With the announcement that TikTok will be opening up a data centre in Ireland at the cost of $500 million USD, it is easy to wonder which large technology vendors and cloud providers will follow suit. These costs are huge, and an influx of large technology companies could put strain on already-stretched EU regulators. It might seem like a solution to the Schrems II/Privacy Shield problem to move facilities away from the US, or shift suppliers away from US-owned cloud operations, but this actually does not solve the problem. All US-owned businesses are subject to Schrems II, including US-owned cloud and infrastructure providers, regardless of where their technology is located. Trying to pick up and move entire data processing setups out of cloud-based and SaaS operations run by US and other non-EU vendors is costly, impractical, and unnecessary. There is another option: Schrems II left a door open for companies to comply by using technically enforced “supplementary measures” to protect data. Both individual organisations, and cloud/”as a service” providers can use these measures to get into line, allowing data flows to continue.
What Can These Safeguards Be?
The Court of Justice of the European Union (CJEU) required that if companies want to continue “transferring data” which includes processing by US-owned or operated cloud and SaaS providers, they need to use technically enforced “supplementary measures” alongside Standard Contractual Clauses (SCCs). This rule also applies to the use of data transferred globally within divisions of a company using Binding Corporate Rules (BCRs). Subsequent to the Schrems II ruling, the European Data Protection Board (EDPB) made it clear in its Schrems II Guidance, that supplementary measures must protect EU data to the same level as the GDPR requires. The privacy rights of EU citizens, residents, and their data can be upheld insofar as that data can no longer be lawfully transferred to or processed by US companies without these new safeguards in place.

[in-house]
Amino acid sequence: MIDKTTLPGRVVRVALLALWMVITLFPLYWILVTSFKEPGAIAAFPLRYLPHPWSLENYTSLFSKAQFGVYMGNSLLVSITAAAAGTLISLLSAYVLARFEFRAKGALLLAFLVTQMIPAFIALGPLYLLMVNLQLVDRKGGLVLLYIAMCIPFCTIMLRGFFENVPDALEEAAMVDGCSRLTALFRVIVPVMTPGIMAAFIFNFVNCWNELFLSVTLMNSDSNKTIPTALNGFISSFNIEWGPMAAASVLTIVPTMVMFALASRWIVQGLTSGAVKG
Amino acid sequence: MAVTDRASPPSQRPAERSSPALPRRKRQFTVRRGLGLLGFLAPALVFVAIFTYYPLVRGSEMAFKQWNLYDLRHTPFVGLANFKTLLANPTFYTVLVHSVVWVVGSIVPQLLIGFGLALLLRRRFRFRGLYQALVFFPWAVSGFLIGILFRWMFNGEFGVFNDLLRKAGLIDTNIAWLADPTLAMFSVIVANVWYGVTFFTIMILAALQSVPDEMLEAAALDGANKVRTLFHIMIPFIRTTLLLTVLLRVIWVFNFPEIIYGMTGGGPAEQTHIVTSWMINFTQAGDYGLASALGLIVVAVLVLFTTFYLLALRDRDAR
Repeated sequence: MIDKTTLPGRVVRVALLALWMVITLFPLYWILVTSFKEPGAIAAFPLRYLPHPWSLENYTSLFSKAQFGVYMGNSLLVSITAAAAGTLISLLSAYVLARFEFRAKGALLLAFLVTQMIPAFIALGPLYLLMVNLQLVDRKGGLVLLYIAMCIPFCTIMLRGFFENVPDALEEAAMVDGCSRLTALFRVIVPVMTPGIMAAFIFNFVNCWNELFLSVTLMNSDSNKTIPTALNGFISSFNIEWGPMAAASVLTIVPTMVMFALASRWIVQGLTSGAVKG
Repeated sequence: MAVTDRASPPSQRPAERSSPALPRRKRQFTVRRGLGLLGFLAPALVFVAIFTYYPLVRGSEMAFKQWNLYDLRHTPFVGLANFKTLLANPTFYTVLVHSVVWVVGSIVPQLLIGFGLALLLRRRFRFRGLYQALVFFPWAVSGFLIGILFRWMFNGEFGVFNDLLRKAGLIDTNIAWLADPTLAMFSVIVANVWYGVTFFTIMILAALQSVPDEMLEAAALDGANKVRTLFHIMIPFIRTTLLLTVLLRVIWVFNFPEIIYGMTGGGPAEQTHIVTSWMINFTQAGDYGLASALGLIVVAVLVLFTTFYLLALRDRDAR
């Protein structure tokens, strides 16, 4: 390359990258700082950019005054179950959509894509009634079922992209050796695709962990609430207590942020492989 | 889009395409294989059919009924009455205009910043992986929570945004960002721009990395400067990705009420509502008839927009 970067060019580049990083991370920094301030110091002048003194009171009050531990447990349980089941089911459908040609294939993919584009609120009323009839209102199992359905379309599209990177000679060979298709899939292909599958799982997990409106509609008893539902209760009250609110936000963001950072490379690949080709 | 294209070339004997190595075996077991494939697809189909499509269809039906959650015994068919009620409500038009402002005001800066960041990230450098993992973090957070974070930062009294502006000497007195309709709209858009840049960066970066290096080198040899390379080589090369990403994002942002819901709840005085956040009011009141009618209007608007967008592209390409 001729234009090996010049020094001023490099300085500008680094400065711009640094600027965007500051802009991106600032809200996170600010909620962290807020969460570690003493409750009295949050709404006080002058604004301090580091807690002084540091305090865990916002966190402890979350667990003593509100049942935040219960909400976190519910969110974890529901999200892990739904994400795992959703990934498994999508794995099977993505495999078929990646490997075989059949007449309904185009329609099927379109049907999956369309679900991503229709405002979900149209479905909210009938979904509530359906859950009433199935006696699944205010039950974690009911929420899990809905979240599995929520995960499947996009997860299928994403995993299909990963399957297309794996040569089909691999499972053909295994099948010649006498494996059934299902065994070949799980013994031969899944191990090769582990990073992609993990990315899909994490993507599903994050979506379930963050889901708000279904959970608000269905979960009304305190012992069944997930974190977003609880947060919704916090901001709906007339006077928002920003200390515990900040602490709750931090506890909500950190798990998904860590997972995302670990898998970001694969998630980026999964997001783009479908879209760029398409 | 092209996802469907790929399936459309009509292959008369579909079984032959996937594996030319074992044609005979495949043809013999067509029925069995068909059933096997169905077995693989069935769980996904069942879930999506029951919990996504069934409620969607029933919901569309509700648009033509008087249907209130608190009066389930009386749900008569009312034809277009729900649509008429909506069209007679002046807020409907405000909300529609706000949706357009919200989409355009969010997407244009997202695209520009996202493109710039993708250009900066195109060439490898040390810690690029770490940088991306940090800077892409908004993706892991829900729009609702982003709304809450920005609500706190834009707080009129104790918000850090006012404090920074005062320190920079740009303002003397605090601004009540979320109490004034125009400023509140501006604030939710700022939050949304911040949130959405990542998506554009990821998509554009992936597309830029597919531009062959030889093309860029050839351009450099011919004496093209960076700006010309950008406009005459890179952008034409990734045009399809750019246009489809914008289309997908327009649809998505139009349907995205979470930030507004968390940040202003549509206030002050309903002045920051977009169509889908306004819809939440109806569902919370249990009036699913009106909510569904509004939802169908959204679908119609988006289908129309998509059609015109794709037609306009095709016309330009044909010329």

The EDPB Guidance makes it clear this requires technical controls for protecting data. The reasoning behind this is the overarching surveillance powers that the US government can carry out - if the US government can access the data, contractual only controls are not good enough. Measures that companies already have in place, such as security controls (e.g. encryption) to protect data in storage and in transit, leave data vulnerable to US government surveillance when that data is processed and used. Traditional privacy protection mechanisms (such as static tokenisation, generalisation, and anonymisation) fail when data is shared widely and combined with other data sets: a study carried out in 2019 found that a machine learning model was “capable of correctly identifying 99.98 percent of Americans in any anonymized dataset using just 15 characteristics.”